- In the next screen, provide an app name and choose your email address under User support email. Fill in the same address under Developer contact information.
- Where it says Authorized domains, click on the Add Domain button and input the top-level domain where your Matomo installation resides (meaning without a subdomain or folder).
- When done, click Save and Continue.
- In the following screen, click Add or Remove Scopes. This will open up a slide-in window, click through the list until you see the Google Analytics API with a readonly scope (it says …/auth/analytics.readonly in the Scope column). Tick its checkbox, click Update at the bottom, then Save and Continue on the main page.
- In the next screen, click Add Users, enter the email address you use to access your Google Analytics data and click Add, then Save and Continue again. In the final screen, hit Back to Dashboard.
- On the left, choose Credentials, then Create Credentials at the top and pick OAuth client ID from the drop down.
- In the next screen, for Application Type, choose Web Application and input a name, e.g. something that allows you to understand which website this is for.
- Where it says Authorized redirect URIs, you also need to add your Matomo URL but then add /index.php?module=GoogleAnalyticsImporter&action=processAuthCode at the end of it.
- Click Create when both of these are present.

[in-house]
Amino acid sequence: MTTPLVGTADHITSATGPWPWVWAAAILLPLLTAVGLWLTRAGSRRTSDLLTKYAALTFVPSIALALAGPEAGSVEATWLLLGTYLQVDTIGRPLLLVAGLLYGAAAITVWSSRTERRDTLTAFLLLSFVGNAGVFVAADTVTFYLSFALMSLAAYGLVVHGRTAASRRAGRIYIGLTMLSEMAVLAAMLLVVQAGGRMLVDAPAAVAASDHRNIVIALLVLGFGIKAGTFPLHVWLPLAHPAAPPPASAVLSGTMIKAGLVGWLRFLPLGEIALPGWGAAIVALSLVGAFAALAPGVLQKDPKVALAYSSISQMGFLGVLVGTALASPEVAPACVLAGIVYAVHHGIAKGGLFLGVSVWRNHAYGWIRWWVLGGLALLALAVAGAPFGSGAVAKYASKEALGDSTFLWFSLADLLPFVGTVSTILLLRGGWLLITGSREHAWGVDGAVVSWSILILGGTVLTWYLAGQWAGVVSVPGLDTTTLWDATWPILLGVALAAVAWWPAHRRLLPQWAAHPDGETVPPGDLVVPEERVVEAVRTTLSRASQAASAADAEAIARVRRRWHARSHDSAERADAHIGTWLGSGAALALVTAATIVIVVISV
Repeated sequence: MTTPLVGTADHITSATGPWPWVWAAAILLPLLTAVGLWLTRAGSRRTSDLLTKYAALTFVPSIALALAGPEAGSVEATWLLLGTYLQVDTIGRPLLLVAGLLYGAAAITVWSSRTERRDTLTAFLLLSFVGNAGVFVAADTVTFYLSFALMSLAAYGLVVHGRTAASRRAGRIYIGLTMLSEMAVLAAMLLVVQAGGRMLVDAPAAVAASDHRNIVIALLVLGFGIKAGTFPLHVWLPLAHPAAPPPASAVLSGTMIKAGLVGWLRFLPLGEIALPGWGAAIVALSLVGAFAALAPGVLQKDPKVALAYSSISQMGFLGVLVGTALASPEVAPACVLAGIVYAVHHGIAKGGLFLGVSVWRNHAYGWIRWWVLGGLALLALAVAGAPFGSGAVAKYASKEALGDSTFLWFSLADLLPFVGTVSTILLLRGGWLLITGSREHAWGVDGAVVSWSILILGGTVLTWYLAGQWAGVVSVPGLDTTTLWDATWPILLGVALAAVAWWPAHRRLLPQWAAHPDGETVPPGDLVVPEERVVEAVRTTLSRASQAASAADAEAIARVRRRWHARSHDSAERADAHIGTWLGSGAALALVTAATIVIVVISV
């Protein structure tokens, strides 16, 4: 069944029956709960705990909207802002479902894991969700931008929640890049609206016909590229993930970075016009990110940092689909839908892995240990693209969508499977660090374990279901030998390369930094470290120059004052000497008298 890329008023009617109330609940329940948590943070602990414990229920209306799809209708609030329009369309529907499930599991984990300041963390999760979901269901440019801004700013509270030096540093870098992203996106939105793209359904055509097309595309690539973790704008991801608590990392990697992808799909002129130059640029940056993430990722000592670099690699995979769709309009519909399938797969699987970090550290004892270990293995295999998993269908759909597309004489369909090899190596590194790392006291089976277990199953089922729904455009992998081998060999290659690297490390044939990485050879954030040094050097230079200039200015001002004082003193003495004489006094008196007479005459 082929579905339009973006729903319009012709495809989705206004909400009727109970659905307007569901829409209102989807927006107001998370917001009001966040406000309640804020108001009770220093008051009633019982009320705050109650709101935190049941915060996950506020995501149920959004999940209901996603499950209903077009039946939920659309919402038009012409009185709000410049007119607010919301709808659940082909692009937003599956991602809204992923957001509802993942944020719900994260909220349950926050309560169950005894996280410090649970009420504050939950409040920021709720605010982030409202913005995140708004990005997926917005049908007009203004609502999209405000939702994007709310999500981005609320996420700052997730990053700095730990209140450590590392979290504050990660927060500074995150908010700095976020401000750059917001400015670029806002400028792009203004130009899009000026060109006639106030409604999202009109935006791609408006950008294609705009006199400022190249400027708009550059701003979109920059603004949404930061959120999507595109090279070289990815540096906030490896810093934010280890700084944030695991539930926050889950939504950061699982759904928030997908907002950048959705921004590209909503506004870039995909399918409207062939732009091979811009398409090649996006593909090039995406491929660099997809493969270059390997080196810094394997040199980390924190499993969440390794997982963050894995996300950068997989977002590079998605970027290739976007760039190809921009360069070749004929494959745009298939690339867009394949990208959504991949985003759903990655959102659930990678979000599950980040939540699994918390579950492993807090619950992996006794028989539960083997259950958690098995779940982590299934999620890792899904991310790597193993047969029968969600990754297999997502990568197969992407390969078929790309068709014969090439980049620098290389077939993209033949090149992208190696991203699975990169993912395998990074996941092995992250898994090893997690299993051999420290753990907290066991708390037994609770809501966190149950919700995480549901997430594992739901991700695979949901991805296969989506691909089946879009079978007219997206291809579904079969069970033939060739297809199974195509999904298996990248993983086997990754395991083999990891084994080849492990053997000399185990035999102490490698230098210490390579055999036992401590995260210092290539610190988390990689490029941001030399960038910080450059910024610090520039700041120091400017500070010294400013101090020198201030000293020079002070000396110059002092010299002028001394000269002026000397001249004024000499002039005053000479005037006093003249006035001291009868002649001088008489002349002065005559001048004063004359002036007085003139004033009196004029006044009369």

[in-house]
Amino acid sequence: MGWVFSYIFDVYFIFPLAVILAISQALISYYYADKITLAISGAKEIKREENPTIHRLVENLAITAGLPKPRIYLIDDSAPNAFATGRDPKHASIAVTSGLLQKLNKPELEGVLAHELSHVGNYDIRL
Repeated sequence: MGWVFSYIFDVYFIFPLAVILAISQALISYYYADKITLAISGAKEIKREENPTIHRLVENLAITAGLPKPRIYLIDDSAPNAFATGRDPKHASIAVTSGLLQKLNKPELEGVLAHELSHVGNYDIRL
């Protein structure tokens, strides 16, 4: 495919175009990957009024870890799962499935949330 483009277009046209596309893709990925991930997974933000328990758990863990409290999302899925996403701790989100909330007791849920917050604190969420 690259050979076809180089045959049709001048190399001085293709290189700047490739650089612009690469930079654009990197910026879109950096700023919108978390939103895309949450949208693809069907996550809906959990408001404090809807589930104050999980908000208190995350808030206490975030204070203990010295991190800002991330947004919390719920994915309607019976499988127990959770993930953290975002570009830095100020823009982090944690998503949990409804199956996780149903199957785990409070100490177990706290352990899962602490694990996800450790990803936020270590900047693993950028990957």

- In the final step, you will be presented with a client ID and secret for your OAuth client. Click on Download JSON to download the configuration file. That’s it for this part (thank god!).
4. Connect Google Analytics to Matomo
Now it’s time to connect your new OAuth client to the Google Analytics Importer plugin. For that, go back to Matomo’s settings menu, then System > Google Analytics Import and click the Configuration File button. Then choose the file you just downloaded.
Hit Save when you are ready to get to the screen below.
Here, click Authorize, then follow the prompts by Google to grant the required access. It might tell you that the app hasn’t been verified and that’s fine. Be sure to click Continue here and not Back to Safety.
After that, we are done here as well.
5. Start the Import
Once authorized, the Google Analytics Importer plugin offers you a new form in which can configure your data import.
Here’s how to fill it in:
- Start Date — The date from which you want to start importing data. It defaults to when you created your Google Analytics property. You can also use this to limit the time frame if, say, you only need the last two years or so. The date format for this field is YYYY-MM-DD.